St. Augustine of Hippo

This is the top section of a full-length painting of Augustine of Hippo (354-430 CE) in his distinctive regalia of his office, - the pectoral cross, a ring, the mitre, and a crozier.

The pectoral cross is worn on the chest, near the heart. In the earliest times, the pectoral cross might have contained a holy relic. Bishops also wear a ring. The ring, like a wedding band, symbolizes that the bishop is "wedded" to his diocese. Also, the ring would be used, at least in days long ago, to make the imprint of the bishop's seal in the hot wax to authenticate documents. The mitre is his hat. In the Old Testament, the High Priest and other priests wore a distinctive garb which included a mitre. This miter has John the Baptist front and center and the style is distinctive to the western church. The crozier, or pastoral staff symbolizes the role of bishop as the Good Shepherd.  His cape is highly decorated with scenes from the life of Jesus.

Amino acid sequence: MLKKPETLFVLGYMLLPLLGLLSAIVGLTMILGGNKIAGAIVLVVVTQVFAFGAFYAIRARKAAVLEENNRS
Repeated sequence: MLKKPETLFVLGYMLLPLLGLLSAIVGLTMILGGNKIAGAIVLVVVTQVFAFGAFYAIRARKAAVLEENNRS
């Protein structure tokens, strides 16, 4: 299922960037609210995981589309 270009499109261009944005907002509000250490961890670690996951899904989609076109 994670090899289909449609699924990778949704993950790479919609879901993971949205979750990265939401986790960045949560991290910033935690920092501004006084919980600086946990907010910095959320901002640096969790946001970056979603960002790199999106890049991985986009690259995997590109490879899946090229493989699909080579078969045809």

St. Augustine of Hippo

Associated with a deity; exhibiting religious importance; set apart from ordinary (i.e. "profane") things.

Also called the Hebrew Bible, those parts of the canon that are common to both Jews and Christians. The designation "Old Testament" places this part of the canon in relation to the New Testament, the part of the Bible canonical only to Christians. Because the term "Old Testament" assumes a distinctly Christian perspective, many scholars prefer to use the more neutral "Hebrew Bible," which derives from the fact that the texts of this part of the canon are written almost entirely in Hebrew.

Relating to spiritual guidance or oversight of a church community.

A corporal or personal fragment of a holy person or saint, especially revered in medieval times and associated with miraculous powers.

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